There hasn’t been a video game based directly on a Batman movie since “Batman Begins” in 2005. But that doesn’t mean the shelves will be bare of video-game adventures for the man in black as “The Dark Knight Rises” opens tomorrow.
There are “Batman: Arkham Asylum” and last year’s “Batman: Arkham City.” But like the Christopher Nolan movies, those are dark, gritty and violent takes on the character and his world. For something lighter — something good for kids but still fun for grown-ups — there’s the “Lego Batman 2: DC Super Heroes.”
The setup has the Joker teaming up with Superman arch-nemesis Lex Luthor, whose new Deconstructor weapon can disassemble anything made of shiny black Legos (like, say, everything Batman uses).
Batman and Robin start out alone in taking on this double threat, but it isn’t long before Superman, Green Lantern, Wonder Woman, Cyborg and many more DC Comics heroes show up to help in the fight. Eventually you’ll be able to revisit cleared levels with characters who can fly or have other powers that allow them to reach areas Batman and Robin can’t on the first trip through.
Sign Up and Save
Get six months of free digital access to The Tribune
The Dynamic Duo have a wide range of abilities on their own, however. In their basic outfits they can hurl batarangs and use grapple guns to gain a bit of altitude, and their alternate suits — such as Batman’s Power Suit, which hits extra hard and fires explosives, and Robin’s Acrobat Suit, which can encase him in a giant hamster ball to activate special machines and lets him create handholds for swinging over gaps— provide a range of useful perks. One or two players can take on the forces of supervillainy, though there is no online play, just local multiplayer.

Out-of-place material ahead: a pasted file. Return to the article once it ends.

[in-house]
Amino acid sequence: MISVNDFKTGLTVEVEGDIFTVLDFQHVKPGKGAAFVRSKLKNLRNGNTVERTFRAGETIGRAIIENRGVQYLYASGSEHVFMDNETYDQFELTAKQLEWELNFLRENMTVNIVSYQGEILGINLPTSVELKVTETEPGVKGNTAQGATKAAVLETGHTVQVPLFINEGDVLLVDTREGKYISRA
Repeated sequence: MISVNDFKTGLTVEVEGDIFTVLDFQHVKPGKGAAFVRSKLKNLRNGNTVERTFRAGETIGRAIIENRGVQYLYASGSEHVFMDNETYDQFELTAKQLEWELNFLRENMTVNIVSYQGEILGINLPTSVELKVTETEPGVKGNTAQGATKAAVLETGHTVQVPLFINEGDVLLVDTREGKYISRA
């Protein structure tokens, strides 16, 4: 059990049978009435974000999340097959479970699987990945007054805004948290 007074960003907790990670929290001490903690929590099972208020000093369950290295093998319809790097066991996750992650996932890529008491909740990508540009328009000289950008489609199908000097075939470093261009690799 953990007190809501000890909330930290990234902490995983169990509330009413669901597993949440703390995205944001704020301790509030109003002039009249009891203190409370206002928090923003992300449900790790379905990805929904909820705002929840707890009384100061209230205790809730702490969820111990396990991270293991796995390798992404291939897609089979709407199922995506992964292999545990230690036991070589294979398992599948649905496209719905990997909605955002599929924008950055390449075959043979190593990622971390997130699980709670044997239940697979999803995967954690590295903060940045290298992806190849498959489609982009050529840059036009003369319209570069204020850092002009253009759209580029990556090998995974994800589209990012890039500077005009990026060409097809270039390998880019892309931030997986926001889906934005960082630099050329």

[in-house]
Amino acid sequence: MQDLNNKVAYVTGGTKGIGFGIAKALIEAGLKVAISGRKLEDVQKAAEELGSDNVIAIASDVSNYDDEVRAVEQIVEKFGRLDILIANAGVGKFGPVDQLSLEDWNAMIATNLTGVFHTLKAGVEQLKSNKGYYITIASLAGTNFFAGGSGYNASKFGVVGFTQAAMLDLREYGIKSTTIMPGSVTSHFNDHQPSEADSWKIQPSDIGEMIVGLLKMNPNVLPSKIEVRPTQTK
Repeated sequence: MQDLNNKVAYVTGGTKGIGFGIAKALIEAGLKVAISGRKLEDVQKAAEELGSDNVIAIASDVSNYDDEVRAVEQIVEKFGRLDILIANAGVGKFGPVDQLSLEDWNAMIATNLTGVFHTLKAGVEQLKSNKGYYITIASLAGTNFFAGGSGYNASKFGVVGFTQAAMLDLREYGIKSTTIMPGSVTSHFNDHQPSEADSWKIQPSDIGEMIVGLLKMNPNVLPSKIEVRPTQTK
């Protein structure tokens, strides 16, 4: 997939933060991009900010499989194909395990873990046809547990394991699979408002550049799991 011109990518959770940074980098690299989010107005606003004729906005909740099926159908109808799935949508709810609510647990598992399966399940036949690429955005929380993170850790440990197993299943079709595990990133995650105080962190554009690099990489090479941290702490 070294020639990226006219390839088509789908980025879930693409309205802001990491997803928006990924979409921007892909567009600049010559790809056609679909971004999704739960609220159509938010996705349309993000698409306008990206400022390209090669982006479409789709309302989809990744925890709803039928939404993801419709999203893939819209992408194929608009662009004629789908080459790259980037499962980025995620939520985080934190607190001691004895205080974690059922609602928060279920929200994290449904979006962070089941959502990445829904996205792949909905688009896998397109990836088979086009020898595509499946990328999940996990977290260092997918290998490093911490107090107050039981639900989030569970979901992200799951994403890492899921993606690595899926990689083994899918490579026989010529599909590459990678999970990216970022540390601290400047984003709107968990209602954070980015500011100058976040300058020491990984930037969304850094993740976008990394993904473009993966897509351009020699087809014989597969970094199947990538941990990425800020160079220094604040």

The longstanding elements of the “Lego” line of games are all here — the little Lego pips you collect to unlock bonuses and extras, the wide selection of cute little Lego characters, the helpful objects you build out of loose Lego pieces, the forgiving game design (some of the puzzles can takes some figuring out, but death hardly sets you back, aside from any dropped pips that disappear before you pick them up).
But there are also a few new features, such as a large, open Gotham City to explore and the introduction of voice acting to the story scenes, where previously games in this line had only pantomime and wordless exclamations. And in a nice touch, the soundtrack to the game is pulled from Danny Elfman’s score for 1989’s “Batman” film, directed by Tim Burton.